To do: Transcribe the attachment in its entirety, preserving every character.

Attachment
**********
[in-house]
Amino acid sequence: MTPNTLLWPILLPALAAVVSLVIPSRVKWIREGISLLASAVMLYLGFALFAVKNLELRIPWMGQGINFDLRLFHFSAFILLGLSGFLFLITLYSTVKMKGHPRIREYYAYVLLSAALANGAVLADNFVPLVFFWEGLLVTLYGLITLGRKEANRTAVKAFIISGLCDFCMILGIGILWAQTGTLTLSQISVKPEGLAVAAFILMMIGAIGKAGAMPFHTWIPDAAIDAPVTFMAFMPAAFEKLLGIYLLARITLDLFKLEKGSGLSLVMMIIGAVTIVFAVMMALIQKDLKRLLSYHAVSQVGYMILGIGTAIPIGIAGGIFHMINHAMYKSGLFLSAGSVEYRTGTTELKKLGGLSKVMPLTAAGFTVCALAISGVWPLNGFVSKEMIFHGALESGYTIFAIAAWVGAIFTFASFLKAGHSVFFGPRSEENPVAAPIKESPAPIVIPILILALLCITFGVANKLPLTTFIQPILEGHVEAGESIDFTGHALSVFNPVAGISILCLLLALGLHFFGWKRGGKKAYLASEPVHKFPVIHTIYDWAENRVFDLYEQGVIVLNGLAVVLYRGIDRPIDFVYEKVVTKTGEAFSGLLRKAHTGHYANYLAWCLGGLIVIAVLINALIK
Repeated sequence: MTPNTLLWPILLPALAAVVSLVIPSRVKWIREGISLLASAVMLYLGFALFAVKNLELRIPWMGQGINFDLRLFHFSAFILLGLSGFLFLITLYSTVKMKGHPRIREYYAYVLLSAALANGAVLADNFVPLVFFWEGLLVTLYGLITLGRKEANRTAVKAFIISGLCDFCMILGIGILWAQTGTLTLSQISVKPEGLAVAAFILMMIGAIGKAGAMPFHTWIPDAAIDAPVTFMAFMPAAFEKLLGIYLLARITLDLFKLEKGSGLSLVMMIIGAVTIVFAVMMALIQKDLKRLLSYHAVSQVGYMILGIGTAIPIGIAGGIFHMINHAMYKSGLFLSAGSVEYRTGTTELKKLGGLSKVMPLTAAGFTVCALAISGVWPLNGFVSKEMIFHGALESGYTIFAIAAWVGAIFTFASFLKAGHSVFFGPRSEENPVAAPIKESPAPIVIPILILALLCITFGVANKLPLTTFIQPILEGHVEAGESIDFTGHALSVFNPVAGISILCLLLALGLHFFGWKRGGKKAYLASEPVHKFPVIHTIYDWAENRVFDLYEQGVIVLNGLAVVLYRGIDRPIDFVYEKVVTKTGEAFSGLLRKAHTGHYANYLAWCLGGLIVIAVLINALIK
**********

[in-house]
Amino acid sequence: MTPNTLLWPILLPALAAVVSLVIPSRVKWIREGISLLASAVMLYLGFALFAVKNLELRIPWMGQGINFDLRLFHFSAFILLGLSGFLFLITLYSTVKMKGHPRIREYYAYVLLSAALANGAVLADNFVPLVFFWEGLLVTLYGLITLGRKEANRTAVKAFIISGLCDFCMILGIGILWAQTGTLTLSQISVKPEGLAVAAFILMMIGAIGKAGAMPFHTWIPDAAIDAPVTFMAFMPAAFEKLLGIYLLARITLDLFKLEKGSGLSLVMMIIGAVTIVFAVMMALIQKDLKRLLSYHAVSQVGYMILGIGTAIPIGIAGGIFHMINHAMYKSGLFLSAGSVEYRTGTTELKKLGGLSKVMPLTAAGFTVCALAISGVWPLNGFVSKEMIFHGALESGYTIFAIAAWVGAIFTFASFLKAGHSVFFGPRSEENPVAAPIKESPAPIVIPILILALLCITFGVANKLPLTTFIQPILEGHVEAGESIDFTGHALSVFNPVAGISILCLLLALGLHFFGWKRGGKKAYLASEPVHKFPVIHTIYDWAENRVFDLYEQGVIVLNGLAVVLYRGIDRPIDFVYEKVVTKTGEAFSGLLRKAHTGHYANYLAWCLGGLIVIAVLINALIK
Repeated sequence: MTPNTLLWPILLPALAAVVSLVIPSRVKWIREGISLLASAVMLYLGFALFAVKNLELRIPWMGQGINFDLRLFHFSAFILLGLSGFLFLITLYSTVKMKGHPRIREYYAYVLLSAALANGAVLADNFVPLVFFWEGLLVTLYGLITLGRKEANRTAVKAFIISGLCDFCMILGIGILWAQTGTLTLSQISVKPEGLAVAAFILMMIGAIGKAGAMPFHTWIPDAAIDAPVTFMAFMPAAFEKLLGIYLLARITLDLFKLEKGSGLSLVMMIIGAVTIVFAVMMALIQKDLKRLLSYHAVSQVGYMILGIGTAIPIGIAGGIFHMINHAMYKSGLFLSAGSVEYRTGTTELKKLGGLSKVMPLTAAGFTVCALAISGVWPLNGFVSKEMIFHGALESGYTIFAIAAWVGAIFTFASFLKAGHSVFFGPRSEENPVAAPIKESPAPIVIPILILALLCITFGVANKLPLTTFIQPILEGHVEAGESIDFTGHALSVFNPVAGISILCLLLALGLHFFGWKRGGKKAYLASEPVHKFPVIHTIYDWAENRVFDLYEQGVIVLNGLAVVLYRGIDRPIDFVYEKVVTKTGEAFSGLLRKAHTGHYANYLAWCLGGLIVIAVLINALIK